Having won over New York’s migrant Latina community with the award-winning Semanal newsletter via WhatsApp, launched in 2019 and now reaching more than 6,000 weekly subscribers, Documented has extended its reach to the city’s Caribbean and Chinese communities. It is the newsroom publishing its journalism in NextDoor, and is the only non-Chinese newsroom in the US with a product on WeChat. 

“This is a breakthrough, because news in the Chinese language is so state-controlled,” says Nicolás Ríos, Audience and Community Director, outlining the extensive research into how the immigrant communities access, and respond to, news – and their surprising findings (see below).

Formed in 2018 to serve New York’s immigrant community, Documented provides original, multilingual reporting on the ground-level impact of shifts in labour policy, law-enforcement practices and bureaucratic requirements, and on the effects of new federal directives.  It offers community-powered news, investigations, and resources to serve immigrant New Yorkers in English, Haitian Creole, Simplified Chinese, and Spanish.

Content is not just translated, though: “One story can be published on WhatsApp, for the Latin community – but it may not be published on WeChat because it doesn’t really speak to the needs of Chinese,” explains Ríos, adding that their resource guides, too, have to be adapted and customised for specific communities.

This customisation of content is key to audience adoption, notes Ríos, as the research findings showed distinct differences in how communities identified themselves, accessed and sourced news, and more. 

Also See: How A Community-Oriented Approach Grew Our Immigrant Audience 

And: What Audience Research Proved Us Wrong About Caribbean New Yorkers

“There is no such thing as a Caribbean community, but many communities – and people refer to them as communities in plural. In Latino or Chinese, for example, it’s one blanket community that they organise, whereas Caribbeans are divided, first into nationality, and those nationalities into neighbourhoods,” explains Ríos.

“The Chinese community showed a straight need for information on public safety and crime, most likely due to xenophobia attacks at the time, while Caribbean communities said that they needed useful information and that their main issue with the current coverage of them in the in the mainstream media is that they are always portrayed as Africans, or perpetrators of crime.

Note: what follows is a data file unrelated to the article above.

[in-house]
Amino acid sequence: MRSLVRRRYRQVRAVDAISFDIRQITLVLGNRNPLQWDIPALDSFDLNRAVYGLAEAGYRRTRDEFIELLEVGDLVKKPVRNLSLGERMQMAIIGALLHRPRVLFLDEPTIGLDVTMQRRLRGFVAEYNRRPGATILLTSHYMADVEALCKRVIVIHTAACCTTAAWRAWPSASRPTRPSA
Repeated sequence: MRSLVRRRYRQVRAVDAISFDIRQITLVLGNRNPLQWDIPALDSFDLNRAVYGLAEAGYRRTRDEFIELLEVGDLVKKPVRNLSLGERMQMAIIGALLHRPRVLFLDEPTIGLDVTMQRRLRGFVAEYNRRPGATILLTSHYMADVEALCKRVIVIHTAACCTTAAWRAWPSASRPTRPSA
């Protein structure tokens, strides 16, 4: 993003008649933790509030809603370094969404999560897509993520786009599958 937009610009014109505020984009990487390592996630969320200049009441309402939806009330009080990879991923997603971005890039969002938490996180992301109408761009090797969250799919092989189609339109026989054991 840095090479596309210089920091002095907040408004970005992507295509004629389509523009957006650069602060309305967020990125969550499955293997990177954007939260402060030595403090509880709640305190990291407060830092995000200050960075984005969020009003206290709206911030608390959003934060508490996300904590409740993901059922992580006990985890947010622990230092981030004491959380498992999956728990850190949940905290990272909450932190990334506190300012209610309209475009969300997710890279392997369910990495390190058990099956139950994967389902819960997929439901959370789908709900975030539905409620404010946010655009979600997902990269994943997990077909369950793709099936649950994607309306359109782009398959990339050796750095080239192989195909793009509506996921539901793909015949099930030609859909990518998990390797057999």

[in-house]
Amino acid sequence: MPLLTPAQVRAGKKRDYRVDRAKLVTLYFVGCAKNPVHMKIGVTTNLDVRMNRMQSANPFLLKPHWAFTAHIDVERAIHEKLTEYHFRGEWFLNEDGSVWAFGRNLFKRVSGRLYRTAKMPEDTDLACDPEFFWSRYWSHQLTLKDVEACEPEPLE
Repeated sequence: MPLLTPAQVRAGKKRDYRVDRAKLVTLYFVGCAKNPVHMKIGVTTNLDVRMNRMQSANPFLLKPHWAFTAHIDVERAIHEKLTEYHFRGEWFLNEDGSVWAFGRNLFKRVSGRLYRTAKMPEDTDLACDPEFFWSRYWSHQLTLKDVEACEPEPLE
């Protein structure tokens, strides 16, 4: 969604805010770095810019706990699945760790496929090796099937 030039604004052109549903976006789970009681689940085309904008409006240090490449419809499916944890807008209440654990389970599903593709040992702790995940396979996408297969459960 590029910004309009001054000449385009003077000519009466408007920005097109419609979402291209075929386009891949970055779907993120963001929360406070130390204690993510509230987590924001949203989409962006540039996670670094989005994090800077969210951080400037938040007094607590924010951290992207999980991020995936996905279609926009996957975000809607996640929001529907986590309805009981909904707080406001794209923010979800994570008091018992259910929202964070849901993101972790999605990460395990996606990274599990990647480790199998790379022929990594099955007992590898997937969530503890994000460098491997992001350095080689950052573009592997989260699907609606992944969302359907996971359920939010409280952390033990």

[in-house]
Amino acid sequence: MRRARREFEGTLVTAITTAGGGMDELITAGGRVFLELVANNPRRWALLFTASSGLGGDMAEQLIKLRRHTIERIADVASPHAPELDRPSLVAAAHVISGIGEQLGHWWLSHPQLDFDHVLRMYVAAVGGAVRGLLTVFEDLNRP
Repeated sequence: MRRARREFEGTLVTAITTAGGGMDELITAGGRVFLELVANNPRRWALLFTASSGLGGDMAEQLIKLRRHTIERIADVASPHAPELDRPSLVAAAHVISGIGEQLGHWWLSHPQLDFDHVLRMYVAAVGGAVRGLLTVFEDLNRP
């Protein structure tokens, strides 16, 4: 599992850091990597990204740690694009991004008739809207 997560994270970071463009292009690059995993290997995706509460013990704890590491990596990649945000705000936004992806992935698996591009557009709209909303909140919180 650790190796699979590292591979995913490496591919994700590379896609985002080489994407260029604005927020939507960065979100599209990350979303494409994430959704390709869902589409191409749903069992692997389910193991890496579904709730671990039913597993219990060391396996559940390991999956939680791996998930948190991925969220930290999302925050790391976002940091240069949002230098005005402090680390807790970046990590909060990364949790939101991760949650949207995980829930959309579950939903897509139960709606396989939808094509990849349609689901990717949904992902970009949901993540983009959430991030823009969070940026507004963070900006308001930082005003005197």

“So what we’re doing is coming up with content that is either helpful, or shining light on good things happening in the neighbourhood. That’s journalism, and the only difference between us and other newsrooms is that we are bringing journalism to people that will never be looking for journalism in the first place.”

Going social: how Documented grew audiences online, and in real life 

On WhatsApp, cartoons explained hard-to-understand news. These images were shared in bulks of four, purposefully distributed the same way that fake news are distributed via the “forward” feature on the app. This will be replicated again, and done so on  NextDoor and WeChat.
Documented’s useful resource guides were packaged as a booklet, printed and distributed at several asylum shelters. These proved so popular that they soon ran out, and have requests for distribution in languages. Booklets translated into French and Arabic, and plans are afoot to expand printing and distribution to immigrants in shelters.
Documented attended community events to promote their services and encourage registration to their various news channels, building bridges and an audience.

Journalism for real, in service

In effect, Documented now has “a permanent two-way conversation with organisations, community leaders, and immigrants” to propel their community-centric news offerings, and deliver effectively on audience needs. 

Yet Rios baulks at the term ‘service journalism’. “I just call it pure journalism – mainly because, when a legacy newspaper like Bloomberg or Washington Post publishes a guide on how to invest in crypto, we don’t call it service journalism, when they’re actually explaining something. It just happens to be service journalism when we’re talking about poor people,” he suggests.

“We’re not bringing you your everyday News Digest, but we are bringing you reported pieces on how to access this service; which, at the end of the day, is still journalism – because we’re reporting; we hold interviews; we’re vetting and comparing sources… our processes are the regular conduct of journalists. But what we do, is that we make journalism that we know for a fact that is useful. We know we make journalism that comes from needs that we had previously identified.

“So, instead of us deciding what should be reported on, this is us listening to, and acting on,  what our audiences are  saying.”

Differentiating Communities’ Needs

Documented’s research unearthed new findings within these communities, including:

85% of Chinese New Yorkers who participated said they have seen information shared by others that they suspected to be false information or fake news when using social media like WeChat or Facebook.
77% of Chinese respondents don’t see themselves well represented in the news.
87% of Chinese respondents mention feeling “worried about the public safety in NYC” or feeling “unsafe” or that it is “dangerous” living in the city.
57% of Caribbean respondents said that the current media coverage is “too negative”
70% of Caribbean respondents use the apps “Nextdoor” or “Citizen” as a source for local news.

WATCH: Chats in progress

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